As I indicated in earlier postings that I intend to produce a documentary film about Asha Parekh and Shammi Kapoor, which I have been working on for the last three weeks and plan to release in the fall of 2009. My trip to London and Germany in November (2008) delayed the editing.

Asha's flat was beautiful. She looked wonderful. Her eyes, bright smile and intelligent personality are her great features. Elegance was her attire!


An hour after I returned to my hotel, I met with Kala Ramnath, a professional violinist at the Sun and Sand Hotel, which was next door to my hotel. The meeting was brief and we took several pictures at the end.

Tuesday, October 21, 2008

Shammi Kapoor's Birthday on October 21

Happy Birthday Shammi

This clip is dedicated to Shammi on his birthday and it has
a small part from my interview with him in Mumbai on Friday, December 14, 07

Thursday, October 2, 2008

October 2, 08

October 2 is
Mahatma Gandhi's Birthday!

Wishing ALL Readers a PEACEFUL DAY.

It is also the birthday of actress Asha Parekh

Wishing You a Joyful Birthday Asha

Wafaa' Al-Natheema

Stay tuned for the trailer from the documentary film featuring Shammi Kapoor and Asha Parekh, scheduled for release in 2009.

Monday, September 29, 2008

Pushkar Kumar and the Prithvi Theater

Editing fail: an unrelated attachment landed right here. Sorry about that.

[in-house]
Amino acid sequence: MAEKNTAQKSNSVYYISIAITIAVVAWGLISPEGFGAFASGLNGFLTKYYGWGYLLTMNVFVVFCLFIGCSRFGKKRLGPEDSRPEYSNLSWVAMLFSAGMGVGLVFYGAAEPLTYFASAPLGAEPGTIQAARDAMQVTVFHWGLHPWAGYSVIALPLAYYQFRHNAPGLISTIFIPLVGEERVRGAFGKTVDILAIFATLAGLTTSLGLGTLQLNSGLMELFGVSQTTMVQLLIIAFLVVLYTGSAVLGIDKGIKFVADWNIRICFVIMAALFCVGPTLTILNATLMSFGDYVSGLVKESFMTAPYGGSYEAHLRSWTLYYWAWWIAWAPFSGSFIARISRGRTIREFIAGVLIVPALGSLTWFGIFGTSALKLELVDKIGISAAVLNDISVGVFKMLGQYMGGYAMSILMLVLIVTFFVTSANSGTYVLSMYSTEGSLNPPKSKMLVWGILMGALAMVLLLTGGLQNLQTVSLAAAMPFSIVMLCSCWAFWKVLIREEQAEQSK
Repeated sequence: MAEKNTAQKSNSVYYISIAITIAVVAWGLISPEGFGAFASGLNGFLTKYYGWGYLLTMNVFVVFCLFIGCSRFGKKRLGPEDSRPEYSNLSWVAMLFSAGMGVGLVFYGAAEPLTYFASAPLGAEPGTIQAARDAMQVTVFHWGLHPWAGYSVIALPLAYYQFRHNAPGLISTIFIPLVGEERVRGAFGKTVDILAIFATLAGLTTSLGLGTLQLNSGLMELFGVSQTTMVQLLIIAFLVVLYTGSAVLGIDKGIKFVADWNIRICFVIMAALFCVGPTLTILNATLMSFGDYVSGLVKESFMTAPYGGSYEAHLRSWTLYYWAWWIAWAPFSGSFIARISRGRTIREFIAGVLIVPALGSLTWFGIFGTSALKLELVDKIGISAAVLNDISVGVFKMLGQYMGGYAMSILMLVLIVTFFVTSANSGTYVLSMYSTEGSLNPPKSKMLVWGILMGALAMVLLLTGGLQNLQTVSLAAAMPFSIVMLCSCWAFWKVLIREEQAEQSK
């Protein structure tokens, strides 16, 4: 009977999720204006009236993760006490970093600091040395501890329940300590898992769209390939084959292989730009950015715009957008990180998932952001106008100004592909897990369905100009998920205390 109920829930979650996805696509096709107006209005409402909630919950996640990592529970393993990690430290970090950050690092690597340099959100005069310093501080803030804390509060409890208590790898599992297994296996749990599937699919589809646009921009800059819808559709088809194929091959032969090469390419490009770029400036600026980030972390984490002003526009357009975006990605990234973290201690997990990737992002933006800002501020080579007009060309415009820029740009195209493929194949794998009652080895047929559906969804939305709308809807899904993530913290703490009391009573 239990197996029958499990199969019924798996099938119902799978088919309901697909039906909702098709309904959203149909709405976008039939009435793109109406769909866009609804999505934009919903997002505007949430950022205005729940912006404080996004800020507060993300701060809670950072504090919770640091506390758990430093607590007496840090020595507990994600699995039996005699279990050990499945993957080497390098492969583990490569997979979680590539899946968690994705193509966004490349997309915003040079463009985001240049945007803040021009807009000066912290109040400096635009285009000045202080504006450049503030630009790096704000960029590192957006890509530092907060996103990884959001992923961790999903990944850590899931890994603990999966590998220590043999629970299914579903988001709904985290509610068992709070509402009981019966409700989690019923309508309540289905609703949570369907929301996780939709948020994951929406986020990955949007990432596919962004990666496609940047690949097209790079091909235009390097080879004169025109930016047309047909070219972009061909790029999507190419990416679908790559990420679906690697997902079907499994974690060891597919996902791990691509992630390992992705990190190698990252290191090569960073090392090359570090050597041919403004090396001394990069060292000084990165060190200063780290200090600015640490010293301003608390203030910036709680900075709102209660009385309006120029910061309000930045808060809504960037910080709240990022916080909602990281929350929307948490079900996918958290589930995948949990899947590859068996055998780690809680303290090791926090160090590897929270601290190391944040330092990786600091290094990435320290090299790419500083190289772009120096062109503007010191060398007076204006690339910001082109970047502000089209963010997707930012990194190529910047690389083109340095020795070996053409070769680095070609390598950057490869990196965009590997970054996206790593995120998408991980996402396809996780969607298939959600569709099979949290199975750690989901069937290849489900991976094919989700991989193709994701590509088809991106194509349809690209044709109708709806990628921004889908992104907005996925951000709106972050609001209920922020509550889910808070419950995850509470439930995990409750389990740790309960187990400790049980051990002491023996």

Mumbai on December 15, 07

I had contacted Pushkar Kumar; a young artist, on Saturday morning, December 15, 07 to arrange a meeting for us and help me find reasonable hotels in the Juhu neighborhood of Mumbai.

So we decided to meet at the Prithvi Theater * (established in Juhu by Shashi Kapoor and wife Jennifer in 1978). I was pleased that Pushkar suggested to meet there first. I loved the theatre, its outdoor café and the atmosphere in general with the aroma of coffee and Chai. Before Pushkar's arrival, I wanted to take video footage of the theater's outdoor cafe and of theater's sign, I was told I couldn't without prior permission, which was not granted even after I asked the manager.

After a short discussion about the café, India and politics, Pushkar decided that we should leave the café and look for a hotel. We did and after about one hour, we found a reasonable hotel in the same block of the Sun n Sand hotel. It was the Sea Side hotel, which had good rooms. After I made reservations for Sunday night, which was my final night in India, Pushkar and I had a nice walk on the beach and I took video shots of him and of the lovely activities taken place near the beach, then headed to have dinner at a restaurant overlooking the Arabian Sea. It was one of two most relaxing days I had in Mumbai. The other day was when I spent it in the same beach area with my friend Pankaj.